Qualifying for Social Security Disability When You Have Rheumatoid Arthritis
Rheumatoid arthritis, otherwise known as “RA,” is a type of arthritis that causes pain, swelling, stiffness, and loss of function in your joints. It can affect any joint, and is most common in the wrist and fingers.
Anyone can get rheumatoid arthritis, but it’s more common in older people, and often starts in middle age. More women than men get rheumatoid arthritis. You might have the disease for only a short period of time, or symptoms may wax and wane. Severe forms of rheumatoid arthritis can last a lifetime.
Rheumatoid arthritis is different from osteoarthritis, the common form of arthritis that often comes with aging. Rheumatoid arthritis can affect body parts other than joints, including the eyes, mouth and lungs. RA is an autoimmune disease, which means the arthritis is caused by your immune system attacking your body's own tissues.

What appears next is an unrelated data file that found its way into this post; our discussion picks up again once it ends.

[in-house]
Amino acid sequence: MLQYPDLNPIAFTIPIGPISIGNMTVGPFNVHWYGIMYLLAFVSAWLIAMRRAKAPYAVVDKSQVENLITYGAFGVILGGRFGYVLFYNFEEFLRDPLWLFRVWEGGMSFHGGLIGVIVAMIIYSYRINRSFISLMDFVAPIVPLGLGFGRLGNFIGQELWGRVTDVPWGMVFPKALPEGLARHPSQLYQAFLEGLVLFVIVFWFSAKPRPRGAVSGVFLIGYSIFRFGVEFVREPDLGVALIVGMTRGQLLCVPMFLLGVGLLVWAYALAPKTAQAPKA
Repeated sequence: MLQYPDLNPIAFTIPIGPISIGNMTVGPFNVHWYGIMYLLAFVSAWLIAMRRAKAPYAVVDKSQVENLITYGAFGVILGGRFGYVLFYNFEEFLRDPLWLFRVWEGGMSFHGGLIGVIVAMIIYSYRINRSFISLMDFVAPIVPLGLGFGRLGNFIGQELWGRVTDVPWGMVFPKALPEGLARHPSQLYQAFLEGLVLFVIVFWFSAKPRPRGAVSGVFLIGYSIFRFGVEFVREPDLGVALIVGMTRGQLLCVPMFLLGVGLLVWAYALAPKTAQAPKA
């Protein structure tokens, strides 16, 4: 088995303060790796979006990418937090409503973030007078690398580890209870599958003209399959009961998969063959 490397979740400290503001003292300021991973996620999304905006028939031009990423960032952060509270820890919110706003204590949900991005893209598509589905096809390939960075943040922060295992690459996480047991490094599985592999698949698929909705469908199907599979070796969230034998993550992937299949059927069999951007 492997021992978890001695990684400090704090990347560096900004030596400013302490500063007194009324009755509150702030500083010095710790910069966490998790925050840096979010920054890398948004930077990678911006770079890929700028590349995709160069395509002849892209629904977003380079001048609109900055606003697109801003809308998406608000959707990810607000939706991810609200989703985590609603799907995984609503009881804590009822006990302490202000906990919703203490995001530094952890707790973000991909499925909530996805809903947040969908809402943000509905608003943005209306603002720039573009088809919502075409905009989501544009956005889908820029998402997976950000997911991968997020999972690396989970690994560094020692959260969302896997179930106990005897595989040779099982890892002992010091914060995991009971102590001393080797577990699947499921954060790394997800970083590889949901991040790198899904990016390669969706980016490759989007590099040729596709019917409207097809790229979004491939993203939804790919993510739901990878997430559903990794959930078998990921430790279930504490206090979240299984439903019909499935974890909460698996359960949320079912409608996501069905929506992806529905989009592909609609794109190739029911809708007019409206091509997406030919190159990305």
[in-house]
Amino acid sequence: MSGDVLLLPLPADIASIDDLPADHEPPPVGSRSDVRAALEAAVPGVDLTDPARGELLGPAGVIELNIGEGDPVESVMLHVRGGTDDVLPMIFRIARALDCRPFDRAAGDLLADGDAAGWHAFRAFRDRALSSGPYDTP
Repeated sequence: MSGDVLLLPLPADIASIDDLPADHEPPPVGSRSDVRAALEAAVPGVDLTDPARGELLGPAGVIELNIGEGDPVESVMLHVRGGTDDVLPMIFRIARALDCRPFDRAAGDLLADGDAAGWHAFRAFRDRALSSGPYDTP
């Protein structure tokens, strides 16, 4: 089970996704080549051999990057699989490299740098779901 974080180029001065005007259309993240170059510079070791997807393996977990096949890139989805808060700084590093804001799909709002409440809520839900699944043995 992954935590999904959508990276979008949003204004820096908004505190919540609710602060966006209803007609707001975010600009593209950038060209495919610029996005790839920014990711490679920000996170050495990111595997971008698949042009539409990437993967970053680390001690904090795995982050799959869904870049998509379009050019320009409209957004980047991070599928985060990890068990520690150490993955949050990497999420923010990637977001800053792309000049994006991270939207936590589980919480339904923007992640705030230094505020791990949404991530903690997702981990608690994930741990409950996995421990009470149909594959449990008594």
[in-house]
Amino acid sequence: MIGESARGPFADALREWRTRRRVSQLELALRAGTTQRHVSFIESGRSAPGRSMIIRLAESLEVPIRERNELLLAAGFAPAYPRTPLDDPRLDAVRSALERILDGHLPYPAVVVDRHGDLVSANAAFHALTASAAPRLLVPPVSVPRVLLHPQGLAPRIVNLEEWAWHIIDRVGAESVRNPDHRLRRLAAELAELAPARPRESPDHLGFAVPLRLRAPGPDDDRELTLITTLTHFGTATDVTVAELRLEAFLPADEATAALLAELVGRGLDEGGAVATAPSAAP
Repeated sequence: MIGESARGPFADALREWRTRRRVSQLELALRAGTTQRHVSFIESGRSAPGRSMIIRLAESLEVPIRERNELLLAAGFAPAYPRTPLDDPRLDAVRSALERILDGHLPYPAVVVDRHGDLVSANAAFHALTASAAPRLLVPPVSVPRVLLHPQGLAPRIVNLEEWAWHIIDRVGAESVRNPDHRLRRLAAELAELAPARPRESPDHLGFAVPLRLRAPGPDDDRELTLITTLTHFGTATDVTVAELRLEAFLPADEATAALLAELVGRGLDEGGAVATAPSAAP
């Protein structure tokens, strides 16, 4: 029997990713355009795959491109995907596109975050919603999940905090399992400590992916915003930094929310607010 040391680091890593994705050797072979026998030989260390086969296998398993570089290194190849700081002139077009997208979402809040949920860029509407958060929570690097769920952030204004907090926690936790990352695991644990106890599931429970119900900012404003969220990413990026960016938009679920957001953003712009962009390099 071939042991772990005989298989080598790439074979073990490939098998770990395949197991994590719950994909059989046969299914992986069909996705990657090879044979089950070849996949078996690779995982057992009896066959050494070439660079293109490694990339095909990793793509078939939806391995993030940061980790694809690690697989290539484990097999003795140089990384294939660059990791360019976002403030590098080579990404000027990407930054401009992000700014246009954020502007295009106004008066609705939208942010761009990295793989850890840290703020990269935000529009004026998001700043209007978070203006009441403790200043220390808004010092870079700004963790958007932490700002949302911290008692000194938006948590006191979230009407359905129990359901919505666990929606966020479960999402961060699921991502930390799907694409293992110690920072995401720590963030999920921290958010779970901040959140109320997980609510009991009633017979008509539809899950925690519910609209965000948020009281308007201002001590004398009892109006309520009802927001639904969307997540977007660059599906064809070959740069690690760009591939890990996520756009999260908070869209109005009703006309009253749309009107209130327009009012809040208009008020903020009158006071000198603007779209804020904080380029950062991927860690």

Nobody knows what causes rheumatoid arthritis, however, some causes may include genetics, environment and hormones. Treatments include medications, lifestyle changes, and even surgery, any of which can stop joint damage and reduce pain and swelling.
For the purposes of Social Security, rheumatoid arthritis is considered a “severe impairment,” or one that may cause you to be unable to keep full-time work for at least 12 consecutive months. Social Security evaluates rheumatoid arthritis under the “inflammatory arthritis” section of the Listing of Impairments. Even if you don't qualify for benefits under the Listing of Impairments, you can still qualify for disability based on rheumatoid arthritis if you can show that your symptoms make it impossible to work.
If you are unable to work because of your symptoms of rheumatoid arthritis, call the Chicago Social Security Lawyers at Nash Disability Law today at 312-443-0900.